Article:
My review of Harry Potter and the Methods of Rationality, the fan fiction series by Eliezer Yudkowsky. Really liked this one!
So, fanfiction. As far as I can tell, you either love it or hate it, there’s no middle ground. Personally, I think it’s a really good way for amateur writers to test their skills in the ‘sandbox’ of readymade characters and scenarios. Plus, it makes good light reading- the literary equivalent of binge watching your favourite sitcom. Fifty Shades of Grey, though… Yeah, I’ve read that, and read Twilight, which it’s supposedly based on, and found no resemblance whatsoever. (Though I must admit I skipped some of the, er, juicy parts)
This review is of one of the most popular fanfics around, Harry Potter and the Methods of Rationality. I’d read the first chapter ages ago, but it didn’t catch my attention. It seemed much too pompous and slow paced for a fan fiction. Recently, I heard about it again and decided to give it a shot. The first page urges new readers to read till chapter 5 before passing judgement, so that’s what I did. And whoa, that chapter 5 is one of the best situational comedy setups I’ve read! I was hooked. And nearly a month later, I’m finally done with this 120+ chapter epic.
I should start with a disclaimer: This story only really appeals to a certain demographic. If you’re a pseudo intellectual who has ever been called a smartass, give it a shot. If you’re content with the fantasy universe JK Rowling has set up and don’t want your cheerful idyllic bubble to burst, stay away! This work has a generous dose of rationality and logic in its purest theoretical form, so if you’re into that kind of stuff (or want to be), this would be good light reading.
Note- This review has spoilers for JKR’s Harry Potter series, but none for HPMoR (at least, nothing significant)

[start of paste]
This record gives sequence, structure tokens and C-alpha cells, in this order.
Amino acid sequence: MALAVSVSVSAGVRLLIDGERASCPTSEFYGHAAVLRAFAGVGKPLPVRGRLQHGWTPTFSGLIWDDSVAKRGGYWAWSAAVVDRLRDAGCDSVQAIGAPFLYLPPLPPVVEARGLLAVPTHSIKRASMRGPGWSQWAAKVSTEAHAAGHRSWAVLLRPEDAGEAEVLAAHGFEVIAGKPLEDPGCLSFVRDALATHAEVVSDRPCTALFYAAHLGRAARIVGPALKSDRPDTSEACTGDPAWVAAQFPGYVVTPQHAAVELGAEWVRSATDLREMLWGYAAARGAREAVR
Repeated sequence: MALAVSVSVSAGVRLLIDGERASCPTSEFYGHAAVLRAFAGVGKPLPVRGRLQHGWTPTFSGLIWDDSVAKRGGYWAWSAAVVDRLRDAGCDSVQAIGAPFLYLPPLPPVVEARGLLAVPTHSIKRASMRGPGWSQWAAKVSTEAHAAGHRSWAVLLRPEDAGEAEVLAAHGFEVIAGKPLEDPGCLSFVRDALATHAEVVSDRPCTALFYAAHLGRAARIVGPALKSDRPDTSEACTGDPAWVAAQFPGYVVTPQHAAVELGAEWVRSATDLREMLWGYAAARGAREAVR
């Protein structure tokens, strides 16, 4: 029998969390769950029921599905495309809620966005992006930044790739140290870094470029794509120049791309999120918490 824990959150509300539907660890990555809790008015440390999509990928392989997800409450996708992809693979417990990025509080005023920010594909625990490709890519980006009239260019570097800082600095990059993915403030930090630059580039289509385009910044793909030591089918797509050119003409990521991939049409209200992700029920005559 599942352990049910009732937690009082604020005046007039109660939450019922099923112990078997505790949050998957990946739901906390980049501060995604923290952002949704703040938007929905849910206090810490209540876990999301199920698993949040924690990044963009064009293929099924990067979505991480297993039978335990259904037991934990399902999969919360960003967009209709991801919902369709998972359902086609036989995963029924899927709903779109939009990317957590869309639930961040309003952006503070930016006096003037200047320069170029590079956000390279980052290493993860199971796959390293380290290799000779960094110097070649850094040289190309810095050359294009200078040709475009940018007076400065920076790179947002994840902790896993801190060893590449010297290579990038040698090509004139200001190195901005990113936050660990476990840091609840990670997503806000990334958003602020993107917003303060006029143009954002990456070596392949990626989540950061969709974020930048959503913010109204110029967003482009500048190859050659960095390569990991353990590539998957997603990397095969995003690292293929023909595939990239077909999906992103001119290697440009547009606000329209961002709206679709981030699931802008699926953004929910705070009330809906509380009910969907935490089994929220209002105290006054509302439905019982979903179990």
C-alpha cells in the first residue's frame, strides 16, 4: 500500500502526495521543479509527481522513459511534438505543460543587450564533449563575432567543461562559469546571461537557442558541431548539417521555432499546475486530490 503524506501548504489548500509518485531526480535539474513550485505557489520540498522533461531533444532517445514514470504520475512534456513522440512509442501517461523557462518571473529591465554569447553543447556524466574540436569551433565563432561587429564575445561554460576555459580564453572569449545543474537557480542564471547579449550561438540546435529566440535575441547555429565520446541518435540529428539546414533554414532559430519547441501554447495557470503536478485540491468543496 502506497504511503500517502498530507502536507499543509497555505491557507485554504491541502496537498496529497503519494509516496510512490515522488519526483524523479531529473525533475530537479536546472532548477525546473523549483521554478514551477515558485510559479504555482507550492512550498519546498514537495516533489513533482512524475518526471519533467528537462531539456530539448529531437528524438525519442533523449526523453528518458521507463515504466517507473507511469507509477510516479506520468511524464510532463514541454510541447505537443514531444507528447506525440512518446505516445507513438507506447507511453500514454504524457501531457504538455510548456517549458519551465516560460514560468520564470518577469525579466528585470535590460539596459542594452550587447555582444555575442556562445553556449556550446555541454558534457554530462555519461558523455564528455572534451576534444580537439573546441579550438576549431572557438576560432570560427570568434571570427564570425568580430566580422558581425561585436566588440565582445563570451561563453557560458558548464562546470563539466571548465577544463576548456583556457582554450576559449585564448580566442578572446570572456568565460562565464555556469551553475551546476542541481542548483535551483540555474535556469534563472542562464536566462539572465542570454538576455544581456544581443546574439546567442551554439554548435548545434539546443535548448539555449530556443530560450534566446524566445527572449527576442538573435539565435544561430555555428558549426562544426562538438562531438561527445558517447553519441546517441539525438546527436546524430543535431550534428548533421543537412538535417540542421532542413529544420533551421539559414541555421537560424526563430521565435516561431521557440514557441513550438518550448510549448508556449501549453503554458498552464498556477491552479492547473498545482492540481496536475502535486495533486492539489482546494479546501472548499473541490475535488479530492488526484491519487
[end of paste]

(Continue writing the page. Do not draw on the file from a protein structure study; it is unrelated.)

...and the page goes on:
HPMoR is basically what Harry Potter and the Philosopher’s Stone would be like if magic made sense (sacrilege!). Harry Potter-Evans-Verres is raised by his loving aunt, Petunia Evans-Verres, and his uncle, Professor Michael Evans-Verres. As the son of an Oxford professor, he is a voracious reader and at the age of 10 has finished reading Godel Escher Bach and Feynman’s lectures on physics. When suddenly thrown into the magical world, he immediately begins to question some fundamentals:
- The Quidditch scoring system is more than a little arbitrary, since the catching of the snitch often makes hours of the other players’ efforts futile.
- Is there really a correlation between blood purity and the strength of a wizard’s magic? Spoiler alert: It follows Mendelian genetics.
- Why do broomsticks not follow Newtonian physics?
He also introduces the laws of transfiguration and the Interdict of Merlin, which provide boundaries to the extent of magic and tie up many loose ends. The fic even has a list of scientific references on which much of the logic has been based. Unfortunately, there’s no place in rationalHarry’s world for Ron’s fun antics or Hagrid’s simple loyalty.
This magical experimentation takes up a third of the fic, and to be honest the reiteration of the importance of scientific method gets annoying after a while. However, Harry’s newfound reasoning capabilities enable him to identify Professor Quirrell as dark, and spot Voldemort’s horcrux plot quickly. About halfway through, the science gives way to a fast paced plot with enough twists to keep the average HP addict-in-withdrawal satisfied. There are also frequent references to similar sci-fi/fantasy fiction, like Ender’s Game and Death Note. In fact, there is a series of practice magical battles among the students as part of Defense Against the Dark Arts that is very similar to that shown in Ender’s Game.
HPMoR has a dedicated fan following, and several active discussion groups exist on the Internet. Yudkowsky ended Chapter 114 with a cliffhanger, issuing an open challenge to all readers: Come up with a feasible (read: rational) means of escape from a particularly tight corner that Harry finds himself in, or forfeit the final 8 chapter arc. And fans stepped up, providing inventive, detailed solutions within the stipulated time limit. As promised, the final chapter went up on Pi day- 3/14/15.
I give this book a whole-hearted 5/5, for teaching me and entertaining me in equal measures. The only imperfection was an unnecessary anti- feminist plot arc towards the middle that didn’t contribute much to the storyline- but that can be skipped without any loss of continuity. Give the first five chapters a shot, I promise you’ll be hooked!